Monday through Friday

Report Available
The interval of time (receipt of sample at Mayo Clinic Laboratories to results available) taking into account standard setup days and weekends. The first day is the time that it typically takes for a result to be available. The last day is the time it might take, accounting for any necessary repeated testing.

3 to 14 days

Specimen Retention Time
Outlines the length of time after testing that a specimen is kept in the laboratory before it is discarded

1 week if Pap test has not been performed, 14 days after Cytology report has been issued if Pap test has been performed.

Performing Laboratory Location
Indicates the location of the laboratory that performs the test

Rochester

Fees
Several factors determine the fee charged to perform a test. Contact your U.S. or International Regional Manager for information about establishing a fee schedule or to learn more about resources to optimize test selection.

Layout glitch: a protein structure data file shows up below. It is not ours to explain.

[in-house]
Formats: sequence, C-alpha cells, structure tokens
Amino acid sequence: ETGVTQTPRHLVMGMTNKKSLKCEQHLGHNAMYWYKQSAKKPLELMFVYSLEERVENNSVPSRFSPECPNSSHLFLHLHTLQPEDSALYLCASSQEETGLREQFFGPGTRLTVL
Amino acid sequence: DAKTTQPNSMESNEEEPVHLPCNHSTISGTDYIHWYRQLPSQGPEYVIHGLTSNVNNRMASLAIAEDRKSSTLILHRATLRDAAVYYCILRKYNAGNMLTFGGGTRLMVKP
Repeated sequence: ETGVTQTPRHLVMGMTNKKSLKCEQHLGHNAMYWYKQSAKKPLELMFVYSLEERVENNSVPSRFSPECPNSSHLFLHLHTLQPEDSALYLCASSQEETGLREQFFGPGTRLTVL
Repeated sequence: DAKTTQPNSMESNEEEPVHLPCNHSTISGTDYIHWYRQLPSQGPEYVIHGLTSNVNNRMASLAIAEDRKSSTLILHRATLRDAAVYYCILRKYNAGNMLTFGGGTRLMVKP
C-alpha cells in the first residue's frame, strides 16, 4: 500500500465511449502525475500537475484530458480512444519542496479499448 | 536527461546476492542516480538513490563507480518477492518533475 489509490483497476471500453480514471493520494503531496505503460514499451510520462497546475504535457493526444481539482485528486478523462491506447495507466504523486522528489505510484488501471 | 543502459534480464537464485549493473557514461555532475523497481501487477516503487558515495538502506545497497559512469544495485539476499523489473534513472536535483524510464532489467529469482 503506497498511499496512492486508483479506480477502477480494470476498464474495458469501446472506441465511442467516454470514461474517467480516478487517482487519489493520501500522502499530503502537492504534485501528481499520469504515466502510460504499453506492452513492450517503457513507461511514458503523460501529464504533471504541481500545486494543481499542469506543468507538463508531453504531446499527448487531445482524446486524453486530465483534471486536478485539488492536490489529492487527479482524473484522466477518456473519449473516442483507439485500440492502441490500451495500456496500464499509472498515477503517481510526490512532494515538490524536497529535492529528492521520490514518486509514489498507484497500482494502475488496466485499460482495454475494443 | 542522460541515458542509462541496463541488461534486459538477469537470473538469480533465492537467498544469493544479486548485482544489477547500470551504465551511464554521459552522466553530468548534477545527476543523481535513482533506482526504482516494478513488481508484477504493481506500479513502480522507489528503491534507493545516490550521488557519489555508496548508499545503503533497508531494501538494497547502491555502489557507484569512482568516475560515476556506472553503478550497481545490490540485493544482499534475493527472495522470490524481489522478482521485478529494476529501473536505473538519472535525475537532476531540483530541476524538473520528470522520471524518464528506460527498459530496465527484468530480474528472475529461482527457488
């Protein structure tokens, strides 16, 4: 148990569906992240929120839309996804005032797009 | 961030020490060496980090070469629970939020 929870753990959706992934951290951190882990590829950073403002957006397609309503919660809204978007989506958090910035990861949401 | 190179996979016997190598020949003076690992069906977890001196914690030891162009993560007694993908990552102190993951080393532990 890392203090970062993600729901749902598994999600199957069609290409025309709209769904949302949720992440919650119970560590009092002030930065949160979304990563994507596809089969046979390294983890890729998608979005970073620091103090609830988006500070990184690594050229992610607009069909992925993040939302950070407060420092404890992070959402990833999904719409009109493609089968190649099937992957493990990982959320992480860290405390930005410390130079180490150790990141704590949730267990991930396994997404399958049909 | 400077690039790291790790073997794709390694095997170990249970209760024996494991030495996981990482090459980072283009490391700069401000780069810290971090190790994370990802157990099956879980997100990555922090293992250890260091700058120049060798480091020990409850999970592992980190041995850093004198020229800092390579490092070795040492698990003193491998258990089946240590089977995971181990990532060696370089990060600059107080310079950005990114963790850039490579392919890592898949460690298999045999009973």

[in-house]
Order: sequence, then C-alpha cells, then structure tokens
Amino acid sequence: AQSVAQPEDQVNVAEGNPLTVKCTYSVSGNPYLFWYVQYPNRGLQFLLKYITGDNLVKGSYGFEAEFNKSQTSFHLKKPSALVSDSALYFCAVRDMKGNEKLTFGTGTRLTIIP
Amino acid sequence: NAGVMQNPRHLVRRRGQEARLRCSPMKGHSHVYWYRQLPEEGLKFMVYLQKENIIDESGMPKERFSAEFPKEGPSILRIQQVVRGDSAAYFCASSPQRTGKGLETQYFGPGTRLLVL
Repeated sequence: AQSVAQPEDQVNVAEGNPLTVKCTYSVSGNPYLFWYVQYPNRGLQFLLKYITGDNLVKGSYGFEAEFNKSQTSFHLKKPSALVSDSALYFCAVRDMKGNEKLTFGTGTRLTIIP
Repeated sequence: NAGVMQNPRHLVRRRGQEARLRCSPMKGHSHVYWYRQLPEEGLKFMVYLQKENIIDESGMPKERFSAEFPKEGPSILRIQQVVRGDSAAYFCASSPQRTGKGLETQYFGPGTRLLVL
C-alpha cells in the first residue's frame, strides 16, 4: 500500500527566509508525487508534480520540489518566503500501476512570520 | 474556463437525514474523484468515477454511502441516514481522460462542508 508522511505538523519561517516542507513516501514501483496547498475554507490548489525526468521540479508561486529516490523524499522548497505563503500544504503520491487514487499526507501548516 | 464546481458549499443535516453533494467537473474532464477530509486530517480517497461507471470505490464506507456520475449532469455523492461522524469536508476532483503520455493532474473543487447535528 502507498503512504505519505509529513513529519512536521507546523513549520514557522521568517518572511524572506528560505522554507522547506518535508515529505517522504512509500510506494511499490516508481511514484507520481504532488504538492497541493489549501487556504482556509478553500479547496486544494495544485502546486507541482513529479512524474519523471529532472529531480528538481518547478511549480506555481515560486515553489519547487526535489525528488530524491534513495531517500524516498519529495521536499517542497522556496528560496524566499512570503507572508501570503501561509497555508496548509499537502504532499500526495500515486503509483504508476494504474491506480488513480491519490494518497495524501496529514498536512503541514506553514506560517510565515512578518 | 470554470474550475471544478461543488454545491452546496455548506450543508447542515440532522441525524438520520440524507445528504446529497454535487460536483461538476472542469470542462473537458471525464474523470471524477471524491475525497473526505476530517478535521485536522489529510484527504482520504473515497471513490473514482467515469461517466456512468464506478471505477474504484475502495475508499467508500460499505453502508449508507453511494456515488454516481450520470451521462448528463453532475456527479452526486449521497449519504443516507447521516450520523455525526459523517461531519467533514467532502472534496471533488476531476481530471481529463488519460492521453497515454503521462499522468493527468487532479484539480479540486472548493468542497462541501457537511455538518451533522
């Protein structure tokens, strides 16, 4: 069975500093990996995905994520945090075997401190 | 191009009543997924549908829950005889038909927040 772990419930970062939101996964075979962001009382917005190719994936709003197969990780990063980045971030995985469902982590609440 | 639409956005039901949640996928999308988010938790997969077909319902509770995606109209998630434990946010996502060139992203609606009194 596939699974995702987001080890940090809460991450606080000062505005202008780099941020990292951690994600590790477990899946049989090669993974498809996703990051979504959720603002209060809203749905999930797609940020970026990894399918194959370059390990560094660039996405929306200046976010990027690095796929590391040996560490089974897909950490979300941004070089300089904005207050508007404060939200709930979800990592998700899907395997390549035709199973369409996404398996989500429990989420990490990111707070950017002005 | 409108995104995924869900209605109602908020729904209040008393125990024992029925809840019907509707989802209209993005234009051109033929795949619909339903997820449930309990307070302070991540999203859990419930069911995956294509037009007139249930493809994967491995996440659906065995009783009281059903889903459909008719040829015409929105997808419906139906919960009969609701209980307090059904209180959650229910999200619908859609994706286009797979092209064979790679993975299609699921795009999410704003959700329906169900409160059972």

• Authorized users can sign in to Test Prices for detailed fee information.
  • Clients without access to Test Prices can contact Customer Service 24 hours a day, seven days a week.
  • Prospective clients should contact their Regional Manager. For assistance, contact Customer Service.

Test Classification
Provides information regarding the medical device classification for laboratory test kits and reagents. Tests may be classified as cleared or approved by the US Food and Drug Administration (FDA) and used per manufacturer instructions, or as products that do not undergo full FDA review and approval, and are then labeled as an Analyte Specific Reagent (ASR) product.